It is not often people get to witness a Guinness World Record find a new home, but on August 13th at SUNY Purchase, the prestigious award for most sprint duathlons completed in 24 hours was broken by Rowan Haffner. The motive for running 45 miles and biking 108 miles (yes, an 18-year-old did that) is best described by Haffner.

He explained, “The entire motivation behind aiming to set a world record was to raise awareness about what epileptic athletes are capable of. Because of the natural limitations living with Epilepsy can bring, very few people with Epilepsy participate in endurance events. I wanted to demonstrate not only could someone with Epilepsy achieve and finish such a strenuous race, but show that someone with Epilepsy could be the best in the world at something. I hope others can see what I’ve done, and that I’ve helped pave the path for future epileptics to dive into endurance sports and challenge themselves and not let Epilepsy limit their ambitions.”

Jeff Boyer, Haffner’s coach from Barracuda Tri, told of how the preparation for the event is no less strenuous than one would expect – making the accomplishment all the more remarkable.

“Let’s say he wasn’t training for this specifically when he was diagnosed with Epilepsy in November 2021,” Boyer said. “That kind of took the fast-paced draft-legal racing out of his repertoire. That’s when I succumbed to training him for a long course like this. He signed up for Iron Man Lake Placid which took place three weekends ago, and we started training for that in January, and that training helped for this as well.”

For context, Boyer estimated a “typical Iron Man athlete” would need closer to a month to recover from the Lake Placid event before even considering attempting to break this world record. This is just another of seemingly countless reasons why, when the final steps were taken, it is no wonder the rush of emotions hit Haffner hard.

“When I finished, I was immediately flooded with feelings of relief, enormous fatigue, but most prominently pride. This was a goal I set out to do months ago, a goal that required up to 20 hours of training a week to complete and so seeing that come into fruition was emotional and truly incredible.”

The previous record for most sprint duathlons completed in 24 hours was nine full sets. One full sprint duathlon has a 5k run, followed by a 20k bike segment, followed by a 2.5k run. Then, the cycle repeats. Haffner tied the former record at nine full sets, and he determined he had enough gas left in the tank to break it by completing another 5k run. After nearly 2-full-marathon’s worth of running (and enough biking to get from Scarsdale to Philadelphia), Russ Gold, the certifier of the record, was able to confirm Haffner had indeed set out for what he wanted to do: he showed how someone with Epilepsy can be the best in the world at something with flying colors – even in an intense athletic field. The message is worth infinitely more than the Guinness World Record – though the accolade does make the achievement tangible and undisputed..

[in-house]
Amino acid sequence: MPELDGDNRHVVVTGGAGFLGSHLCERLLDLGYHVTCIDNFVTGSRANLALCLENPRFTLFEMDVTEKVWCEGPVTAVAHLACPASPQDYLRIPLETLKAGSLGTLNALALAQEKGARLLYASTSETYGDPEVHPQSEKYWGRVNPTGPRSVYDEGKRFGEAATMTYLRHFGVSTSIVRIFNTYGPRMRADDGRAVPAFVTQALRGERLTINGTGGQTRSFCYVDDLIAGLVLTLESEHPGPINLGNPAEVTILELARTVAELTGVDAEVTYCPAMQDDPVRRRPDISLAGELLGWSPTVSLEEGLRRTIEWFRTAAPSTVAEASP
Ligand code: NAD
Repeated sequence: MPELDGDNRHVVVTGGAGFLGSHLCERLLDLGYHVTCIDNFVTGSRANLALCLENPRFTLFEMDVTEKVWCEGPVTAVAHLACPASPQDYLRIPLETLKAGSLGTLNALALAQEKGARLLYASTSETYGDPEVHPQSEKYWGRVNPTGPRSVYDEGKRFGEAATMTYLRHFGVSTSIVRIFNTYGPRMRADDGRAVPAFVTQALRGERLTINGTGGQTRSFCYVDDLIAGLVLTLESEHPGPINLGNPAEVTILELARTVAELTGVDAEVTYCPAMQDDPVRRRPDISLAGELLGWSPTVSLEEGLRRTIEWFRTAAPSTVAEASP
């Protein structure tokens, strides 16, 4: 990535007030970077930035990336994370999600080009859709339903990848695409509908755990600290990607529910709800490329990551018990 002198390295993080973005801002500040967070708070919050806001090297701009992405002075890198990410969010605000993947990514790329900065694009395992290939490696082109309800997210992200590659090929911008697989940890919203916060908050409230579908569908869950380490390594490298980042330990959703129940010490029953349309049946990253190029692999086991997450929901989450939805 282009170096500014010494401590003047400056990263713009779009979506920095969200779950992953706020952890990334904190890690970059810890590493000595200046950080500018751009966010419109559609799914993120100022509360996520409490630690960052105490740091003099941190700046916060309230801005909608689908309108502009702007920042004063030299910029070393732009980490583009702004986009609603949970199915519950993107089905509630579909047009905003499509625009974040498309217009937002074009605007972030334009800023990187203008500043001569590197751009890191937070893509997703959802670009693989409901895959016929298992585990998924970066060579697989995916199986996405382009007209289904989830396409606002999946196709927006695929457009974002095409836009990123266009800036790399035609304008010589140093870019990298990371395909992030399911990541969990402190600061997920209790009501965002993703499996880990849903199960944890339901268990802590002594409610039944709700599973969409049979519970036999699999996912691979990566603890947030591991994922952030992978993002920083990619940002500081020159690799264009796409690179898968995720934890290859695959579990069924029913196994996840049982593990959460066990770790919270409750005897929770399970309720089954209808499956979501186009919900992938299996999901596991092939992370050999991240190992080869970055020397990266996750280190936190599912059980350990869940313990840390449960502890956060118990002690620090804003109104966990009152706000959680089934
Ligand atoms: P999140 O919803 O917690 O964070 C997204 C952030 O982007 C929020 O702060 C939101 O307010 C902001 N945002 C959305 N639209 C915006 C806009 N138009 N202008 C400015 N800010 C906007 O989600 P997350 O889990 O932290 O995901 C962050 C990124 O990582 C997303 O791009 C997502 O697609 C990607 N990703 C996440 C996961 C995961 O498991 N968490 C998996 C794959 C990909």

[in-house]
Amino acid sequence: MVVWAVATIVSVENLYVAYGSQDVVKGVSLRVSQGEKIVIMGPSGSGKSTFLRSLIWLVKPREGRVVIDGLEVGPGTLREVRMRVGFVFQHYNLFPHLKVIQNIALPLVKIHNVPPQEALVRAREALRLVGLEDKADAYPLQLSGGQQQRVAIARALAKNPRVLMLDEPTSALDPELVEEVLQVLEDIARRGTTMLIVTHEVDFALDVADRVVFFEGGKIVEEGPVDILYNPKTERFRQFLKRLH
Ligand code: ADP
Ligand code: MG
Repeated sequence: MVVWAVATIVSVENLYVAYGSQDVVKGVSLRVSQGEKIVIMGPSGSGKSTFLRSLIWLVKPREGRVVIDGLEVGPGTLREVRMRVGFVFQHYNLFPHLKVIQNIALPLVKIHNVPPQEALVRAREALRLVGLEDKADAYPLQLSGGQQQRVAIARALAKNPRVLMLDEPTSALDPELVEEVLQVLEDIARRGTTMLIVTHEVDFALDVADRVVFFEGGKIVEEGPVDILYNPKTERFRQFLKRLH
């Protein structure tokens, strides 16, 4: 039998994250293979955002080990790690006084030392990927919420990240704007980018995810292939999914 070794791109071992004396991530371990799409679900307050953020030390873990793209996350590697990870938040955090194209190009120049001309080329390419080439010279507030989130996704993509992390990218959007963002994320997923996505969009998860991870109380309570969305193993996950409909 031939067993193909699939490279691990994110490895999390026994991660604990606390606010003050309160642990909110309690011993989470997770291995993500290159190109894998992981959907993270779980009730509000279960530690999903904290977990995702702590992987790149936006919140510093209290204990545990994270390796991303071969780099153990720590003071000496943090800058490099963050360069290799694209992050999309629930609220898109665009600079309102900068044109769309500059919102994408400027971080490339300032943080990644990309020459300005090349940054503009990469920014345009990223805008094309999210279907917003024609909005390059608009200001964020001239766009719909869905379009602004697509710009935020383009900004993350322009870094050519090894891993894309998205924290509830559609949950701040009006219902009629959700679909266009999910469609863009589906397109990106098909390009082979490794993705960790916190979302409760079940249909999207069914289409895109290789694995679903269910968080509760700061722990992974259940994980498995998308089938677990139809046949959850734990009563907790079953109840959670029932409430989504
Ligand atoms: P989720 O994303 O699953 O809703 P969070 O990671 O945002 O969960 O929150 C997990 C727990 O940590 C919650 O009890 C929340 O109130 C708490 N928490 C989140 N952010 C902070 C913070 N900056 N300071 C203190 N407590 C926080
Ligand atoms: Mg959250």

Gold, a decorated triathlon/duathlon coach and official, acknowledged the uniqueness and rigor of the feat, telling how he would not be shocked in the slightest if this is the only time he is asked to verify this world record. Boyer added, “It takes a certain individual to do something like this. Not so much to say they want to do something like this, but to actually put the work in and do it. It takes a certain mindset, determination, self-motivation to do something like this.”

Regardless of how impressive the feat was – even in the mind of the experts – Rowan is far from finished.

“It’s hard to think about what’s next considering I always want to go one step further than my previous accomplishments,” Haffner admitted. “It’s that mindset that led me to set a world record. Yet I’m still searching for what can be crazier than setting a 19-hour world record. That being said, knowing me, I’ll find something even crazier to do soon enough that is even more challenging than I could imagine.”

Set to be a part of Duke’s club triathlon team, the training never stops. As Boyer memorably said, “This is Rowan’s crazy.” Fortunately, his “crazy” has led him to be the best in the world, portraying the exact message he wanted to inspire people with. Epilepsy could not prevent him from being the best.


Source:, Adam Katcher